Take a look inside Citroen’s secret stash of amazing heritage cars
Want to see some truly remarkable French motors? Now's your chance
Paris, France. Home to pointy towers, nonsensical roundabouts, Austrian pastries (croissants were invented in Vienna, fact fans) and the Conservatoire - Citroen's very own, very private Greatest Hits collection.
Tucked away in a top-secret location, next to the PSA factory in the Aulnay-sous-Bois region, it comprises around 250 vehicles in 6,500 square meters of temperature-controlled warehouse. Where once it was solely accessible on an invite-only basis, it’s now opened its doors (and its workshop) to the public for the measly entrance fee of €10 per person – and to whet the appetite, we thought you'd appreciate a virtual sneak-around.
The place is absolutely staggering. Firstly, it's massive. Secondly, all of the cars are absolutely immaculate. Thirdly, there's literally every contribution the manufacturer made to the wheeled world in here, from the sublime to the Very French.
There's the first car ever made by the eponymous Andre Citroen - a 1919 Type A - right up to the adorable Ami, and the most quintessentially absurd contraptions inbetween. It's a potent place, this - looking across the ranks of cars you realise just how many contributions this storied manufacturer's made to motoring.
When you look at the density of innovation in this place, the phrase ‘ahead of its time' is unavoidable. OK, so we've descended into cliché, but we didn't start it. Citroen did.
There's the Traction Avant, which is the first car with torsion beam suspension and monocoque construction. The DS, which has swivelling headlights that move with the steering wheel (modern carmakers are still touting this as a cutting-edge innovation) and hydraulic self-levelling suspension, which remains a staple of luxury cars. It appeared on the DS back in 1955. The list goes on...
There's plenty of stupid stuff too - fancy an AX roadster with a calculator in the dashboard? Or the 2CV (equipped with four-pot GS engine) used in James Bond: For Your Eyes Only? It's all here...Advertisement - Page continues below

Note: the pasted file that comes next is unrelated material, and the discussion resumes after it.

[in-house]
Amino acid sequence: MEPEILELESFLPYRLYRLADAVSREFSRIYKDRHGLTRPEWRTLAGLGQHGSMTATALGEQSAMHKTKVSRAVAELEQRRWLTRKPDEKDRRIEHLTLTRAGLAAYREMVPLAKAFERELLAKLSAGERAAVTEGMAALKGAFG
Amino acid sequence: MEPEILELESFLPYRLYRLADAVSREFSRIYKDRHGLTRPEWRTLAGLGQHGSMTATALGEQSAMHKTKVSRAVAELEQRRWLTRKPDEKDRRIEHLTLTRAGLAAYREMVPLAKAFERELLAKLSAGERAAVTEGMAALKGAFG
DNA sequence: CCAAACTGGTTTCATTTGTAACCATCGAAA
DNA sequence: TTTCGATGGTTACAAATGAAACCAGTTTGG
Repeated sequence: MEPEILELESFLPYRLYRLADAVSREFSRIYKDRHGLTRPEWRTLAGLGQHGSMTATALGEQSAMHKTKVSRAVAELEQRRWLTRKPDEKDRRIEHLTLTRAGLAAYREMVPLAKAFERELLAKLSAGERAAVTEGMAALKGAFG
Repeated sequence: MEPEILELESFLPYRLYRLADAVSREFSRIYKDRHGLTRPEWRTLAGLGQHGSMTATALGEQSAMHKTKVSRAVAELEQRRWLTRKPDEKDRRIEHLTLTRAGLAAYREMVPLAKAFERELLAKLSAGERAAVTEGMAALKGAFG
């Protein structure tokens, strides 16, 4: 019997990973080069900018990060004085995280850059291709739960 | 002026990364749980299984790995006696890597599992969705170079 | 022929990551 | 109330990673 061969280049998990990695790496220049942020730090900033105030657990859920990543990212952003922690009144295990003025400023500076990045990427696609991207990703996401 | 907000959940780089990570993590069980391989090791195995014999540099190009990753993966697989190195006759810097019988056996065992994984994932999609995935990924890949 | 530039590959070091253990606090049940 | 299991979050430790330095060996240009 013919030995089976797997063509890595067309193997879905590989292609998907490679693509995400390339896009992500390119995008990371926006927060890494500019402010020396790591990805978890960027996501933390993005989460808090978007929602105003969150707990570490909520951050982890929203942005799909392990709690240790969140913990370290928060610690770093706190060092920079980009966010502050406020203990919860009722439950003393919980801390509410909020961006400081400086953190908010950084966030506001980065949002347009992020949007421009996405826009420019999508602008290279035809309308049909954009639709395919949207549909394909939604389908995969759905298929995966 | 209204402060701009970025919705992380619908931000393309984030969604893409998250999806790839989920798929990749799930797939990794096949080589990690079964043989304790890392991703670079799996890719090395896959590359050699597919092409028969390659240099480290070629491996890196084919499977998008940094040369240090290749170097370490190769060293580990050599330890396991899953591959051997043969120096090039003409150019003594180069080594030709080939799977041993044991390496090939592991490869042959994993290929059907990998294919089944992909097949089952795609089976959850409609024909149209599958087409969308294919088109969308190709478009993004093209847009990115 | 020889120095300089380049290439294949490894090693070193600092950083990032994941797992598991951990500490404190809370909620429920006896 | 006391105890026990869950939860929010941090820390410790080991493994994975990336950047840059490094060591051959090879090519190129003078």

Ever wondered what André Citroën's office looked like?
Citroen celebrated its 100th anniversary in 2019, so the manufacturer created this linear line-up of all its cars from early beginnings to the current day. Not bad for a toy car collection...Advertisement - Page continues below
The eagle-eyed will have spotted the Type A lurking in the background - the only Citroen to ever feature the letter 'A' on the logo.
Big year for the Citroen BX, this - 2022 sees it celebrate its 40th birthday. This one has been loaned to the Conservatoire by a very precious owner, and is identical to the launch model as seen in the advertisement (note the pic in the background) four decades ago. Bon anniversaire...
Bet you won't see one of these on the street - it's a 1970 M35 Prototype Coupe. Citroen supplied these rotary-engined coupes to "a select number of technical enthusiasts" then asked them to put 30,000 test kilometers on the clock ready for the car's launch in 1970. You can see "Prototype Citroen M35" in big white letters on the wing.
In 1976 a French artist called Jean-Pierre Lihou daubed on a GS X2 and called it the "Energetique". There's 73 different colors on here, all of which are combined with a module of arrows that are readable in two directions.
Apparently, it explores "the interpretation of dynamic concepts with evidence of forces that are the arrows and lines of tension". Alrighty then.Advertisement - Page continues below
This is Citroen's contribution to Group B rallying; the four-wheel-drive BX 4TC. 200 road cars were built to meet homologation regulations, but it was so unsuccessful (its best result was sixth place in the 1986 Swedish rally) that it recalled and scrapped as many examples as it could.
This is a specially modified DS used to deliver the cash payments from HQ in Paris to Citroen workers at the factory in the suburbs. It kept getting hijacked, so a special safe was built in the boot.Advertisement - Page continues below
Didn't believe us about the AX Roadster concept with a calculator in the dash? It's called the Xanthia. And...
... just check out the double chevron tyre imprint. Groovy.
Any rally cars, you ask?